Well, it might not be up there with Psycho, I’ll readily admit, but one of the first short stories I ever created was also influenced by Gein and his murderous antics. “Folly Á Deux: Madness in Two People” was quickly voted runner-up in a competition I entered back in 2011. Here it it in all its dark glory.
Folly Á Deux: Madness in Two People
Kiel, Wisconsin was a quiet place with very long, straight roads petering into the distance. With equal significance in the states of Manitowoc and Calumet, it was surrounded by natural beauty: the river; parks; and plain but passable historic buildings. Kiel and its neighbouring townships were loved. As far back as I can remember the people there had a pride for the simplicity they’d nurtured, their plain, honest lives and their down-to-earth work. It came to be known affectionately among the locals as ‘the little city that does big things’ – even the slogan, which carried it through two World Wars, was ordinary and unadorned. In retrospect, Kiel, Wisconsin didn’t change the way many towns do, and this was perhaps owing to its unassuming size or its traditional, small-town values.
One day I’m well into chlamydia, the next I’m considering arson and joining the circus. The searches I conduct on Google probably look absolutely bonkers to the untrained eye. I’m glad. Good luck to any government-funded anti-cyber-attack analyst trying to tooth-comb my internet history.
Try it. Confuse the heck of those secret online spies. Type in weird searches now and then to keep the sniffer dogs off your truffles. You have to. It isn’t a laughing matter. It’s about protecting your identity as a basket-case. It’s about showing the cyber-trolls you’re real and you’ve got a brain. Our ability to think like maniacs is what makes us human and it’s what makes us unique – and we need to keep that uniqueness sacred. Even when the rest of the planet appears to be trending about Justin Bieber, I think we should try to maintain that fantastic ability we were born with: to think for ourselves.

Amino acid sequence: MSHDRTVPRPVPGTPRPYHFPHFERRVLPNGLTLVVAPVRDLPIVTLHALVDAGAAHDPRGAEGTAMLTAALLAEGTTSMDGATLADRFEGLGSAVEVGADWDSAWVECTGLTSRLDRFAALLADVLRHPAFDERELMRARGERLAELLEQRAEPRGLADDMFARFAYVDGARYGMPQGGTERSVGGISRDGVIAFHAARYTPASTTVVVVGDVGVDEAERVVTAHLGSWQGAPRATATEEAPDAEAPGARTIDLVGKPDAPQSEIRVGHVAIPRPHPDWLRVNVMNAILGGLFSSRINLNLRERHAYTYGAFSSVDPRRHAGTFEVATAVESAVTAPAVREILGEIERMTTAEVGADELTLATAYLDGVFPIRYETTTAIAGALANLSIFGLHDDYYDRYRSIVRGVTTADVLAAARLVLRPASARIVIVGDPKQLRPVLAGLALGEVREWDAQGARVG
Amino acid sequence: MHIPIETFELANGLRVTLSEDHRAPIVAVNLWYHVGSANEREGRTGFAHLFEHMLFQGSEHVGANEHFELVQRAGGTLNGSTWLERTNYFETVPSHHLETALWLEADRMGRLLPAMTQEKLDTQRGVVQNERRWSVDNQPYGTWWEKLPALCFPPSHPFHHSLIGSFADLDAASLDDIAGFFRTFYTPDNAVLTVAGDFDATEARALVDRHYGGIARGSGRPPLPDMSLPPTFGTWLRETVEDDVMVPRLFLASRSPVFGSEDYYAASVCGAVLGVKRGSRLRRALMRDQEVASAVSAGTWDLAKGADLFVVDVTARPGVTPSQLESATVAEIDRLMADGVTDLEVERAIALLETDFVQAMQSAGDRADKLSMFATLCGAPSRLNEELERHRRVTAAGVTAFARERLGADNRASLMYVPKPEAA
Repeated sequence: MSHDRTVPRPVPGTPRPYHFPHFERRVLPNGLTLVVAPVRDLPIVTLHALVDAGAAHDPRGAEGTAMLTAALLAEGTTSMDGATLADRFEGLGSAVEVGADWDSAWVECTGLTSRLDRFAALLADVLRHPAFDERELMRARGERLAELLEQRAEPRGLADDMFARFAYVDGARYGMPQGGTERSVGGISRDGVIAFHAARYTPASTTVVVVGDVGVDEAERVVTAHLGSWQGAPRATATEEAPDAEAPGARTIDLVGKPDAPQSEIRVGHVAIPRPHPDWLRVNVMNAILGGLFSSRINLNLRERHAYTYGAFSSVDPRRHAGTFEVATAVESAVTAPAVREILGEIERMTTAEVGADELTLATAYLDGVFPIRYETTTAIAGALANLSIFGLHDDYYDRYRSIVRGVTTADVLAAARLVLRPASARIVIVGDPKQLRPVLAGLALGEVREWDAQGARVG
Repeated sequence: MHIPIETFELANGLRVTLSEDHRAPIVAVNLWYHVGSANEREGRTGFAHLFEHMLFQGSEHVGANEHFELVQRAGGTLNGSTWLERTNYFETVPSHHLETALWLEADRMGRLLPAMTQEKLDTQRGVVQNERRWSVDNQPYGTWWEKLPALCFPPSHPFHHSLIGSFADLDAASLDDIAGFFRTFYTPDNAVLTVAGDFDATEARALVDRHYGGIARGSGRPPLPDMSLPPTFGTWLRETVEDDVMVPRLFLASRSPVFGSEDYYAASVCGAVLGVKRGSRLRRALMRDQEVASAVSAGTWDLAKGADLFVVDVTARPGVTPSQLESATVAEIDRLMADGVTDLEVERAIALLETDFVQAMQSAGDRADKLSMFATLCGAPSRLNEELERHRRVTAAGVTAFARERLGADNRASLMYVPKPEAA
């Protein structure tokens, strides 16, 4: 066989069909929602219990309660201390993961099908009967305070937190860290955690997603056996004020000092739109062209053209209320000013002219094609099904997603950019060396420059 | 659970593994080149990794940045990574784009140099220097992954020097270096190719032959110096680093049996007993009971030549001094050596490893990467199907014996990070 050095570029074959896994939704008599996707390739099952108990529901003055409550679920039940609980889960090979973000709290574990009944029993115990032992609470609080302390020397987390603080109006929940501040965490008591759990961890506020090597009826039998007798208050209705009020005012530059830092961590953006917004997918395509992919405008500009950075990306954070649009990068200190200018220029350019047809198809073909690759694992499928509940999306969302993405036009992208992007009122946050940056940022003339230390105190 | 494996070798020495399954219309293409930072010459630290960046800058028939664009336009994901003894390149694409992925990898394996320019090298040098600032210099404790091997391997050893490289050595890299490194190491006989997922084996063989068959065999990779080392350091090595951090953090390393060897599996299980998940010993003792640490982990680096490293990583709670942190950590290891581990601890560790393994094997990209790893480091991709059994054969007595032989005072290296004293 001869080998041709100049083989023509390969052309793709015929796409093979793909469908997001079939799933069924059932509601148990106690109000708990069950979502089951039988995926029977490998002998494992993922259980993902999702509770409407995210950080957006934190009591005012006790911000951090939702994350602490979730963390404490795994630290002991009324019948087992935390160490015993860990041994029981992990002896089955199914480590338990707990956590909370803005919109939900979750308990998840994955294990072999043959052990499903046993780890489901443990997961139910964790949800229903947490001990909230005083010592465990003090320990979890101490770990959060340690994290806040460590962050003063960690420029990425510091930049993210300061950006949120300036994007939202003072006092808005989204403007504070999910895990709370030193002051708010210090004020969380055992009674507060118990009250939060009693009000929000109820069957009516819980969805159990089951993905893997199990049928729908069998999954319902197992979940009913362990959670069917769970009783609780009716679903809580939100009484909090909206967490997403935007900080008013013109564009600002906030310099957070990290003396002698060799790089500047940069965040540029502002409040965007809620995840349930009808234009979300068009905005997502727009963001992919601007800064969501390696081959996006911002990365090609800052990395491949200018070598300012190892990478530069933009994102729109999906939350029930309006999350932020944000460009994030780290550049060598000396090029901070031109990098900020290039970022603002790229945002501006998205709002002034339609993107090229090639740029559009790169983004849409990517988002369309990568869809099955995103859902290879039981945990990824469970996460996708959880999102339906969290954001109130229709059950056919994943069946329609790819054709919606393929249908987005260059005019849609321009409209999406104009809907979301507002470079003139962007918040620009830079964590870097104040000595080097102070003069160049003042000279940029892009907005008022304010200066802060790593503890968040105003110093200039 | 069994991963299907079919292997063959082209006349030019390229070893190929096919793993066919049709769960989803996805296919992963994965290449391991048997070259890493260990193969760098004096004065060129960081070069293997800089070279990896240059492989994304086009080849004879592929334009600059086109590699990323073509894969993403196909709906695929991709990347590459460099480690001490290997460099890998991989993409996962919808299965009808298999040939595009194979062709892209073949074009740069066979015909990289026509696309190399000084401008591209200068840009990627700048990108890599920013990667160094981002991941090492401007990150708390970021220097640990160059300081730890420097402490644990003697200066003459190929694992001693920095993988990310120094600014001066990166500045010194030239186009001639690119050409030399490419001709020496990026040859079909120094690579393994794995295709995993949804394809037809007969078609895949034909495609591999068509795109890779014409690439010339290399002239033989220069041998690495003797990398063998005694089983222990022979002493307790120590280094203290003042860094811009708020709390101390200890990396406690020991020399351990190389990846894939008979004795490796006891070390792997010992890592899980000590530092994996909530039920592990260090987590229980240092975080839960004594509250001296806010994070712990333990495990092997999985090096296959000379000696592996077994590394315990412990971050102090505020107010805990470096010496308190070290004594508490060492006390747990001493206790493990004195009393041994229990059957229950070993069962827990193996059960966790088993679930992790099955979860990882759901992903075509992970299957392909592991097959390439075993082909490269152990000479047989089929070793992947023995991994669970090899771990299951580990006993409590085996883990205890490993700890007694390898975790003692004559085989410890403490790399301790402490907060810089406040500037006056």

The research that goes into my fiction is a reflection of my mind and what I want to say and, for my next trick – well, book – unleashing that creativity is steadily resulting in a sort of balanced madness; a controlled mayhem. My technique is to start with the expected and twist it into the unpredictable. It’s immense fun to write with that concept in mind. My next book combines the darkest elements of human psychology with the funniest moments imaginable; when murder reminds you of a restaurant you want to try.
Some people use music to escape silence. Some use it so much, it becomes an addiction. It can be scary to be left alone with our thoughts. That’s why I do it. That’s why I turn the music off. I seek out the blank canvas – as scary to a writer as a silent room to a music addict – not because I don’t fear being left alone with my thoughts, but because I want to experience the fear.
So, when I sat down to write today, I did an experiment: I decided not to write for a moment. Instead, I listened to the different sounds happening in and around my house. From my writing room – up in my tiny attic – I can hear the hum of the fridge two floors down; jackdaws on the pub roof across the road getting all territorial; the torrent of water pouring down the stream after recent heavy rains; the loud drone of my central heating boiler; the cat snoring on her blanket in the corner and the occasional rattle, whine or wheel-spin blast of a passing car. (The faster they leave, the more lost they were when they arrived.)
You might think, “why are you telling me this?”